The studs Toyota uses were first designed for the FJ40 were the steering design was a tie rod that independently steered each wheel. So the load on those studs was that of turning 1 wheel. On our 80s the steering box turns the passenger wheel which in turns steers the drivers wheel. Basically doubling the load on the passenger knuckle.

We have seen this before with the event of AWD where the current successful design of the birfield subcomed to the riggers of AWD and Toyota had to redesign the spline length.

Woody’s mom’s 80 dropped the passenger steering arm and it was her daily driver. That tells you something.
 

cruiseroutfit

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They break/fail/loosen on stock rigs, daily drivers and certainly anything with larger tires, more stress and severe off-road use.

We've sold tens of thousands of OEM, aftermarket and ARP variant studs over the past 3 decades. Sometimes preemptively, sometimes for trail spares and dozens and dozens of times to repair a knuckle that dropped the arm (80) or sheered studs on a standard top-arm setup. I lost a steering arm on my 40 a decade ago on a mountain trail. Sucked but I fortunately had spare studs. Personally, I think it's a combination of stress and over-torque, once that clamping force is lost, they can't hold the steering just on their cross-section.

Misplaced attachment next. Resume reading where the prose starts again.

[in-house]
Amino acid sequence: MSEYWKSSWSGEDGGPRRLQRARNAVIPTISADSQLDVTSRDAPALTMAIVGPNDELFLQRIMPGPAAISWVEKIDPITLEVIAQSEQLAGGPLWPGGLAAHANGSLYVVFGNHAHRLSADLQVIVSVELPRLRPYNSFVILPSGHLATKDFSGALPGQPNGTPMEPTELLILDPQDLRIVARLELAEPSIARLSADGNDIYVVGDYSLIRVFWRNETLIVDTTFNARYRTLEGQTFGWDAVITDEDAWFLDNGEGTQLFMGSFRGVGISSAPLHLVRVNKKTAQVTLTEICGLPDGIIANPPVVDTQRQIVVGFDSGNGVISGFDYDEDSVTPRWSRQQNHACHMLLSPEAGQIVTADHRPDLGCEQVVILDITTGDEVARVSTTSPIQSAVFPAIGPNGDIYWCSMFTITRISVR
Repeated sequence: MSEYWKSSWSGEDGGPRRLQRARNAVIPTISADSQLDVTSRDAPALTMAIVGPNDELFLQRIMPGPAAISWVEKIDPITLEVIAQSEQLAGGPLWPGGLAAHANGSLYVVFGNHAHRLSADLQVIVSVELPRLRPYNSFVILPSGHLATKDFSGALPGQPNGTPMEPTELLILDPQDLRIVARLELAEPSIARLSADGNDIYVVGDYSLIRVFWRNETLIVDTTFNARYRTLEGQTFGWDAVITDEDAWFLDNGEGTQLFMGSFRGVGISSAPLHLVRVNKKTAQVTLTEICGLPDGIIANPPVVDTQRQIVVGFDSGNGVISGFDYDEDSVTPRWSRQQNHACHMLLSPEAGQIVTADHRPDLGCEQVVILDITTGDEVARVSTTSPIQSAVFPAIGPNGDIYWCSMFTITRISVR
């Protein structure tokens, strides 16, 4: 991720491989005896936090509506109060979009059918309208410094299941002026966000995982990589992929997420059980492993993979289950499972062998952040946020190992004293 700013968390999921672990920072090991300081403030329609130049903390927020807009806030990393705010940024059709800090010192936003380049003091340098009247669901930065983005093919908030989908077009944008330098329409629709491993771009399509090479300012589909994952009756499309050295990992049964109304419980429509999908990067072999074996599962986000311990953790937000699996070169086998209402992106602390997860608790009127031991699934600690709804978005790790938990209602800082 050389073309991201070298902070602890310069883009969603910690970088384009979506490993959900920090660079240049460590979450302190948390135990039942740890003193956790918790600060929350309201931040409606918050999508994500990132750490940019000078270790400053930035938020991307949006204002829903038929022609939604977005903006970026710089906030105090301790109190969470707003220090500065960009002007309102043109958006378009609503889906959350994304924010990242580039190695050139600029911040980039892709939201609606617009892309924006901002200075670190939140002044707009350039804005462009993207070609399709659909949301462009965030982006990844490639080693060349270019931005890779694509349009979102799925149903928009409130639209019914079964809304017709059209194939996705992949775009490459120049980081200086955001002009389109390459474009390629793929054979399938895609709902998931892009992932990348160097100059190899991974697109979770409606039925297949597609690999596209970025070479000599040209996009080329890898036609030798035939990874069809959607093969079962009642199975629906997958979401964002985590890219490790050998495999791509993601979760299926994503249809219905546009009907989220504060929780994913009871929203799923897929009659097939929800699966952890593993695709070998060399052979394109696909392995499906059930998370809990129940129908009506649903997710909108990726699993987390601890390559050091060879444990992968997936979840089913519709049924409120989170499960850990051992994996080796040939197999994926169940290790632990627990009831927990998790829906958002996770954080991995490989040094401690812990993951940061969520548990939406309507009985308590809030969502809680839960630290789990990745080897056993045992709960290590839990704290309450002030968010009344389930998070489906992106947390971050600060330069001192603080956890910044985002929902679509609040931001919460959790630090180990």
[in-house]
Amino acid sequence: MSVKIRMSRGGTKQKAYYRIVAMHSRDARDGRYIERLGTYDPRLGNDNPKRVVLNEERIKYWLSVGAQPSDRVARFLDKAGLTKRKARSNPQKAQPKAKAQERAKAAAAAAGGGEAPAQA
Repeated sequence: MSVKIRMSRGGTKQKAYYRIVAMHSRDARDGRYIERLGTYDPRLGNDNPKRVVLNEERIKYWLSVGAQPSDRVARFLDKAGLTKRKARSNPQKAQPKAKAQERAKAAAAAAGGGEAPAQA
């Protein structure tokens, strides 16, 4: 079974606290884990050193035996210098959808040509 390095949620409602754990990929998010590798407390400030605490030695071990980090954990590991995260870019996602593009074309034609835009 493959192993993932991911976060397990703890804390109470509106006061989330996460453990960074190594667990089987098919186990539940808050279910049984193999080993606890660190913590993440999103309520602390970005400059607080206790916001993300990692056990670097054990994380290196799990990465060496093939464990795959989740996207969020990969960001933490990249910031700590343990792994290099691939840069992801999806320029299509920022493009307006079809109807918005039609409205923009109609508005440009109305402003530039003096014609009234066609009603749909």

I sent a used RH 80 knuckle and double steering arm (PS) to a new home last weekend, he lost his on the trail and had to limp home. That was Saturday. Sunday I got a note from friends in Colorado Offroad Recovery about yet another 8x that lost their PS knuckle studs/arm. I suspect there are 10X I don't here about in the west :D This was a super common issue in the 90's-2000's on PU/4R and 4x/6x axles... it's no surprise that it's ramped up as an issue for the 80 over the the last decade.

We stock the OEM and aftermarket studs by the pound and keep a thousand in stock at any given time. :cool: